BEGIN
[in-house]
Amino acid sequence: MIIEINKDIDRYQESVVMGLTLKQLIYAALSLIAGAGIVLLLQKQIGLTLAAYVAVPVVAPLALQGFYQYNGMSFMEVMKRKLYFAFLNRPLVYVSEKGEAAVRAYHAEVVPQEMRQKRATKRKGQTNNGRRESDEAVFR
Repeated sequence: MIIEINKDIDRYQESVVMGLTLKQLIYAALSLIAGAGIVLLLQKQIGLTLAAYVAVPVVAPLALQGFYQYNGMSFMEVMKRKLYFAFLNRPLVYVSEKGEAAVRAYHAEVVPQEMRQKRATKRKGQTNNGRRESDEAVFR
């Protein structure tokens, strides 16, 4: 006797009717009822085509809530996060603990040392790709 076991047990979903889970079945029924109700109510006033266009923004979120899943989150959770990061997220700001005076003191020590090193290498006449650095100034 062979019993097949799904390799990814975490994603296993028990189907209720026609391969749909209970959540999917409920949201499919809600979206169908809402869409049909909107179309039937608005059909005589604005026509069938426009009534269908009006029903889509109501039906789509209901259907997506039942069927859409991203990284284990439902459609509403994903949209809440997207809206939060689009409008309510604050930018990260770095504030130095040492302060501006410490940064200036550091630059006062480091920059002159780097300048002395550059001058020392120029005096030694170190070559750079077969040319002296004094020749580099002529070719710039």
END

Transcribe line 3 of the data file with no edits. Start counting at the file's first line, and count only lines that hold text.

Repeated sequence: MIIEINKDIDRYQESVVMGLTLKQLIYAALSLIAGAGIVLLLQKQIGLTLAAYVAVPVVAPLALQGFYQYNGMSFMEVMKRKLYFAFLNRPLVYVSEKGEAAVRAYHAEVVPQEMRQKRATKRKGQTNNGRRESDEAVFR